In November, Sarah reviewed Drowned Cities, from her admittedly biased perspective.
At the time, she praised the thematic depth: “It … explores what it means to be human, our inescapable need to create packs — and why we have to leave them. Bacigalupi scrutinizes humanity’s tendency to act monstrously, our insistence that we are civilized even when the evidence shows otherwise… Our identities are stories we tell ourselves to explain the situations we find ourselves in.”
She also praised the characterization and world building — although at least one comment raised the question of whether the world building here stands up without prior knowledge of the world (which Sarah’s repeated reads of Ship Breaker would have provided) — the powerful metaphors that work themselves into the narrative, and the careful pacing.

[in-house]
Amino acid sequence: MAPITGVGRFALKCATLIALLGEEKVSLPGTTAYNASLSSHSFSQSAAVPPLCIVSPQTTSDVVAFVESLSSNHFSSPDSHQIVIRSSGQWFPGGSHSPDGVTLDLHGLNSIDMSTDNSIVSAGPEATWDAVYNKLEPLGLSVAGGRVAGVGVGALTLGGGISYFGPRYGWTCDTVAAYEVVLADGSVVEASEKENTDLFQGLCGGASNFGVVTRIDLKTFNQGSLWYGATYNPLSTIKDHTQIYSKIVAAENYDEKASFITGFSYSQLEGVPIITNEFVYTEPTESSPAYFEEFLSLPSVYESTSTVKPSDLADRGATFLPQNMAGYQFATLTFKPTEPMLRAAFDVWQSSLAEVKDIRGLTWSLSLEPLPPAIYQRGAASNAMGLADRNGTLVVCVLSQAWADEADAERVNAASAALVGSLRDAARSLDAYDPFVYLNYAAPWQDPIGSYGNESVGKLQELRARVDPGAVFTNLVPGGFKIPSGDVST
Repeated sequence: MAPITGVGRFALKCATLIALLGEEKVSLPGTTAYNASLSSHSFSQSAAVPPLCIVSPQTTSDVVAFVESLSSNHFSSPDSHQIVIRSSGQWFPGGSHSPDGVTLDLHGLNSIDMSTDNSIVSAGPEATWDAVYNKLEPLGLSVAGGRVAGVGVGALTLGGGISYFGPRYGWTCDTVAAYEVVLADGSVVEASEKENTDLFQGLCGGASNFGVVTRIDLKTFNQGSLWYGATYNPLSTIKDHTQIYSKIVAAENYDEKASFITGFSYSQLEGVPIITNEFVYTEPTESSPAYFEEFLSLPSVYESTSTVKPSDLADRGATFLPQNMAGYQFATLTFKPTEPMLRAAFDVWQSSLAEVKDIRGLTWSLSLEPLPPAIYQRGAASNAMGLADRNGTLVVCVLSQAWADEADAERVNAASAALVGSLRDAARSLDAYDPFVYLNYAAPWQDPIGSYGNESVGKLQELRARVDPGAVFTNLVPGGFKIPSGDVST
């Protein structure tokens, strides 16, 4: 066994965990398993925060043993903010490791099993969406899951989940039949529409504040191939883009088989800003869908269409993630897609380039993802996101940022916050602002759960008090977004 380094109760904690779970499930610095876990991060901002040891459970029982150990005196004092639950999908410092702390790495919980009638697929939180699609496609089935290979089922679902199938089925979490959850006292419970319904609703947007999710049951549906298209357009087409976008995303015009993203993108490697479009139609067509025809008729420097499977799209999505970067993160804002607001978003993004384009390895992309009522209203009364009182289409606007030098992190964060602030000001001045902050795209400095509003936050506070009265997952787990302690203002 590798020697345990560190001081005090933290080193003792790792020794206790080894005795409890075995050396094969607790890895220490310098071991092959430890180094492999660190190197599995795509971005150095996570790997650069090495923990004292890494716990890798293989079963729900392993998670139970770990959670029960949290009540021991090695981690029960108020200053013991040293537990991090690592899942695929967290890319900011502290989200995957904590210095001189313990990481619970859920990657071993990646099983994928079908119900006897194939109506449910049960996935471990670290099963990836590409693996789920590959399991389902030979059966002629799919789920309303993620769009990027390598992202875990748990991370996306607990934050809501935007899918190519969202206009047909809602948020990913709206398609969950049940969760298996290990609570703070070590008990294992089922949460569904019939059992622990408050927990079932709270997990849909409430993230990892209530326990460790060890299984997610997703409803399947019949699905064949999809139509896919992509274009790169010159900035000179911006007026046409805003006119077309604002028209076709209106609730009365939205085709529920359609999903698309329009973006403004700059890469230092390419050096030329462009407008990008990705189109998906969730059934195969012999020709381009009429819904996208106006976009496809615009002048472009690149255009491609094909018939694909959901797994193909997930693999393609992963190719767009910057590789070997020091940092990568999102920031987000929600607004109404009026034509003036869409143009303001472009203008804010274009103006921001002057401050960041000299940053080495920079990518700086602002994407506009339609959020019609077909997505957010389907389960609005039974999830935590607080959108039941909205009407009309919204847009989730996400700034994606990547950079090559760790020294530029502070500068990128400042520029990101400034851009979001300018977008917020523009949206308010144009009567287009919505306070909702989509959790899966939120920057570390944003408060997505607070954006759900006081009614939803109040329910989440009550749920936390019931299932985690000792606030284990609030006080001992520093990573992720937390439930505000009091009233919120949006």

She mentioned a few issues with the book: some less than perfect characterization/weak dialog and weak moments in the plot. And, per the comments, an ending that is too hopeful.
A couple months have passed (and the book has been out since May), so we’ve all had a little time to sit with it. Since it’s a title on our Pyrite* short list, we need to consider: do these flaws knock Drowned Cities out of contention? Or will its strengths carry it through? Questions, questions. Let’s start answering them in the comments!
*The Pyrite Printz, or Pyrite, is the Someday My Printz Will Come mock Printz deliberation, and should not in any way be confused with YALSA’s Michael L. Printz Award, often referred to here as the RealPrintz or Printz. Our predictions, conversations, and speculation about potential RealPrintz contenders and winners reflect only our own best guesses and are not affiliated with YALSA or the RealPrintz committee.